The Impact of Temperature Changes on Residential Energy Consumption
AbstractTo investigate the link between rising global temperature and global energy use, we estimate an energy demand model that is driven by temperature changes, prices and income. The estimation is based on an unbalanced panel of 157 countries over three decades. We limit the analysis to the residential sector and distinguish four different fuel types (oil, natural gas, coal and electricity). Compared to previous papers, we have a better geographical coverage and consider non-linearities in the impact of temperature on energy demand as well as temperature-income interactions. We find that oil, gas and electricity use are driven by a non-linear heating effect: Energy use not only decreases with rising temperatures due to a reduced demand for energy for heating purposes, but the speed of that decrease declines with rising temperature levels. Furthermore we find evidence that the temperature elasticity of energy use is affected by the level of temperature as well as the level of income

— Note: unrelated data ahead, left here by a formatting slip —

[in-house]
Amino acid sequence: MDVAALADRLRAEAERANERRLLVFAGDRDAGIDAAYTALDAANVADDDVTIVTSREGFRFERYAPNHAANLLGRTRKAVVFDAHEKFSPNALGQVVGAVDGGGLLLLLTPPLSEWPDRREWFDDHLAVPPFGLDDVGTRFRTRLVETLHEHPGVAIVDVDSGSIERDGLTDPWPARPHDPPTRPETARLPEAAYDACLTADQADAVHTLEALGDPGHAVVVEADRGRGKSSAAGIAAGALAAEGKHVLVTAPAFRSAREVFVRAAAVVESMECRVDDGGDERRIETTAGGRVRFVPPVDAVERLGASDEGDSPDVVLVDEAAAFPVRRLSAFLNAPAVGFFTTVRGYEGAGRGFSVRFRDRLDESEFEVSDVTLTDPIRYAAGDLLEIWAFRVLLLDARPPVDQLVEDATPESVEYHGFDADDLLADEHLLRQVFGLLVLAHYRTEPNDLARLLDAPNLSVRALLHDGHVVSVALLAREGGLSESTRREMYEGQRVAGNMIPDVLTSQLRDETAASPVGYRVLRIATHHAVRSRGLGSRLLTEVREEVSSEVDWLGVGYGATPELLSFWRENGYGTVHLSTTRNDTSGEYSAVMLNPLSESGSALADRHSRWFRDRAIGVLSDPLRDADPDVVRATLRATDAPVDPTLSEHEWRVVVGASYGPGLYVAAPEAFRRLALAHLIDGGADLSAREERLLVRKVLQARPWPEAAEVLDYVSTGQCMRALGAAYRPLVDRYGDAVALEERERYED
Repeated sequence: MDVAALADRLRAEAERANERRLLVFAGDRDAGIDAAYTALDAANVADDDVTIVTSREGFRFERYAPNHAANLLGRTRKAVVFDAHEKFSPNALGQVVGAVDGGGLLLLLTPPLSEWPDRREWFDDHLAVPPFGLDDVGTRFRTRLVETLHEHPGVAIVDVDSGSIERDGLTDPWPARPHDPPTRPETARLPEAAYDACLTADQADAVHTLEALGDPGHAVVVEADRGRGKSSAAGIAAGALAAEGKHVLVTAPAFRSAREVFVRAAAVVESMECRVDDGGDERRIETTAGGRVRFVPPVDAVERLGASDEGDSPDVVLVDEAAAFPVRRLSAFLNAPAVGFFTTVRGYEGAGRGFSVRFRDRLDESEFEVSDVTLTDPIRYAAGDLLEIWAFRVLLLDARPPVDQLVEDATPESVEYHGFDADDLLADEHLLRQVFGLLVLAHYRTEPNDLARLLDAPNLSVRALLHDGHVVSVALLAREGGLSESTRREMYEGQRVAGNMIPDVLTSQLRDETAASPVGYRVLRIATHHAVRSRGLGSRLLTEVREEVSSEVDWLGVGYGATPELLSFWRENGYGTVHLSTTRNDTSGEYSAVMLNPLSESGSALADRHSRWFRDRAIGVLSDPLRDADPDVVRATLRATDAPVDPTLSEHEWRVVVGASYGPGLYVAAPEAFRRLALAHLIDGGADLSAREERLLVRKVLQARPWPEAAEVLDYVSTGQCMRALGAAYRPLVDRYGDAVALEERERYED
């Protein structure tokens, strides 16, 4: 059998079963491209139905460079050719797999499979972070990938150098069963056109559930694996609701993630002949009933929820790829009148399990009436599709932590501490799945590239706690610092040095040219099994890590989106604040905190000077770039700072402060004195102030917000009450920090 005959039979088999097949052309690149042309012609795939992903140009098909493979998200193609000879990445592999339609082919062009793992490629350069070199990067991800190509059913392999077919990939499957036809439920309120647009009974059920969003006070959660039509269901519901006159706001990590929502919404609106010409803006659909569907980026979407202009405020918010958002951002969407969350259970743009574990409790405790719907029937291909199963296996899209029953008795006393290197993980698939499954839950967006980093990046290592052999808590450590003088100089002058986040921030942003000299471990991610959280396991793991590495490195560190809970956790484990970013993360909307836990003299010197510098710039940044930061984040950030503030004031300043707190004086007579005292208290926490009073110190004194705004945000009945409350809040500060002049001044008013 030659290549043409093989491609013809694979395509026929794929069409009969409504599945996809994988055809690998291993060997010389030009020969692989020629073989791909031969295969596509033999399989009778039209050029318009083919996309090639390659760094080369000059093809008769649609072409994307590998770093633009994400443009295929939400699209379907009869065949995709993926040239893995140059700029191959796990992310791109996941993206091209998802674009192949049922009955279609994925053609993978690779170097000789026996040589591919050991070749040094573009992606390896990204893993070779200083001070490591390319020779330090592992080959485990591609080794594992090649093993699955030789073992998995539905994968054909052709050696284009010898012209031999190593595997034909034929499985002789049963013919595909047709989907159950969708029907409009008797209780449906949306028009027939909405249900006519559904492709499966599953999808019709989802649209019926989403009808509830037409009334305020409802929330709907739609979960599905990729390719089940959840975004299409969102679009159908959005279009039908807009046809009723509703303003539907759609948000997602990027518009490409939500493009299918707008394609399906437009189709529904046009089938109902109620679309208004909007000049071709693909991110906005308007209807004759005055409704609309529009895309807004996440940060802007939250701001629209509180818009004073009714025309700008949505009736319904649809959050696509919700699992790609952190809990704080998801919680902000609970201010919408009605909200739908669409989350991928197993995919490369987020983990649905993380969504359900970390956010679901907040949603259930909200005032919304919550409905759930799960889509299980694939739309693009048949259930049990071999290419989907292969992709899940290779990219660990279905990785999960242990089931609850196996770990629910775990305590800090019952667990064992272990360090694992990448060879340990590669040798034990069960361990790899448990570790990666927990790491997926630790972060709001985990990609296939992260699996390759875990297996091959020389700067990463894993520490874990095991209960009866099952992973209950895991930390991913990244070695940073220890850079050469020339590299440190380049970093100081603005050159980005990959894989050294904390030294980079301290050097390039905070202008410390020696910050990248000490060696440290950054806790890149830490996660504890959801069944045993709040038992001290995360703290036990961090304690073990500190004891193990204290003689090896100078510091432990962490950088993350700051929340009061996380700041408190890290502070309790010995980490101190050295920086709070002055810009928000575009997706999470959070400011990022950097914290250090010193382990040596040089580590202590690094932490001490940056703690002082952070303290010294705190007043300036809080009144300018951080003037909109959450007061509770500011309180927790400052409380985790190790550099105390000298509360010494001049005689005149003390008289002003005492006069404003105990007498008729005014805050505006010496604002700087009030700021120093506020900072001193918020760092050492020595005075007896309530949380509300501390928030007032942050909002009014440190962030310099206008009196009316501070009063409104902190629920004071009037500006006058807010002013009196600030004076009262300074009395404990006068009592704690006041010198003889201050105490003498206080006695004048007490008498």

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Bibliographic InfoPaper provided by Kiel Institute for the World Economy in its series Kiel Working Papers with number 1618.
Length: 33 pages
Date of creation: Apr 2010
Date of revision:
Climate change; energy demand; heating and cooling effect; temperature;
Find related papers by JEL classification:
- Q41 - Agricultural and Natural Resource Economics; Environmental and Ecological Economics - - Energy - - - Demand and Supply
- Q43 - Agricultural and Natural Resource Economics; Environmental and Ecological Economics - - Energy - - - Energy and the Macroeconomy
This paper has been announced in the following NEP Reports:
- NEP-ALL-2010-05-02 (All new papers)
- NEP-ENE-2010-05-02 (Energy Economics)
- NEP-ENV-2010-05-02 (Environmental Economics)
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